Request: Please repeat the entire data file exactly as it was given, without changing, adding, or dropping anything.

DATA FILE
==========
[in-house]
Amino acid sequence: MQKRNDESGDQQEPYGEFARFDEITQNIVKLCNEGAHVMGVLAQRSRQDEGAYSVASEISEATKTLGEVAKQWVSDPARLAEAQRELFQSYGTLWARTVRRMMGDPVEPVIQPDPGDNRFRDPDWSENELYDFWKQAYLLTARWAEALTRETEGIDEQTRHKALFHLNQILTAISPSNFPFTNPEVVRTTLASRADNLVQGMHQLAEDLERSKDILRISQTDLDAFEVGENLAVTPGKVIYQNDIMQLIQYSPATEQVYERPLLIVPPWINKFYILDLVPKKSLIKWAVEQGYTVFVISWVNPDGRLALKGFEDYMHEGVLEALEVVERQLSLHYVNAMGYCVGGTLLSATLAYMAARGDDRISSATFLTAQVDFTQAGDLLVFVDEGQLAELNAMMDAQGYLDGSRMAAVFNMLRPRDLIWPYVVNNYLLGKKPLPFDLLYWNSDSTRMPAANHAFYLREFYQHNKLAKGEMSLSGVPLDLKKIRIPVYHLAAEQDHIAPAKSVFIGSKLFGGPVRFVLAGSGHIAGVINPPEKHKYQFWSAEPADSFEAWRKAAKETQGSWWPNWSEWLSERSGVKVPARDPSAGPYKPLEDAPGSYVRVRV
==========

[in-house]
Amino acid sequence: MQKRNDESGDQQEPYGEFARFDEITQNIVKLCNEGAHVMGVLAQRSRQDEGAYSVASEISEATKTLGEVAKQWVSDPARLAEAQRELFQSYGTLWARTVRRMMGDPVEPVIQPDPGDNRFRDPDWSENELYDFWKQAYLLTARWAEALTRETEGIDEQTRHKALFHLNQILTAISPSNFPFTNPEVVRTTLASRADNLVQGMHQLAEDLERSKDILRISQTDLDAFEVGENLAVTPGKVIYQNDIMQLIQYSPATEQVYERPLLIVPPWINKFYILDLVPKKSLIKWAVEQGYTVFVISWVNPDGRLALKGFEDYMHEGVLEALEVVERQLSLHYVNAMGYCVGGTLLSATLAYMAARGDDRISSATFLTAQVDFTQAGDLLVFVDEGQLAELNAMMDAQGYLDGSRMAAVFNMLRPRDLIWPYVVNNYLLGKKPLPFDLLYWNSDSTRMPAANHAFYLREFYQHNKLAKGEMSLSGVPLDLKKIRIPVYHLAAEQDHIAPAKSVFIGSKLFGGPVRFVLAGSGHIAGVINPPEKHKYQFWSAEPADSFEAWRKAAKETQGSWWPNWSEWLSERSGVKVPARDPSAGPYKPLEDAPGSYVRVRV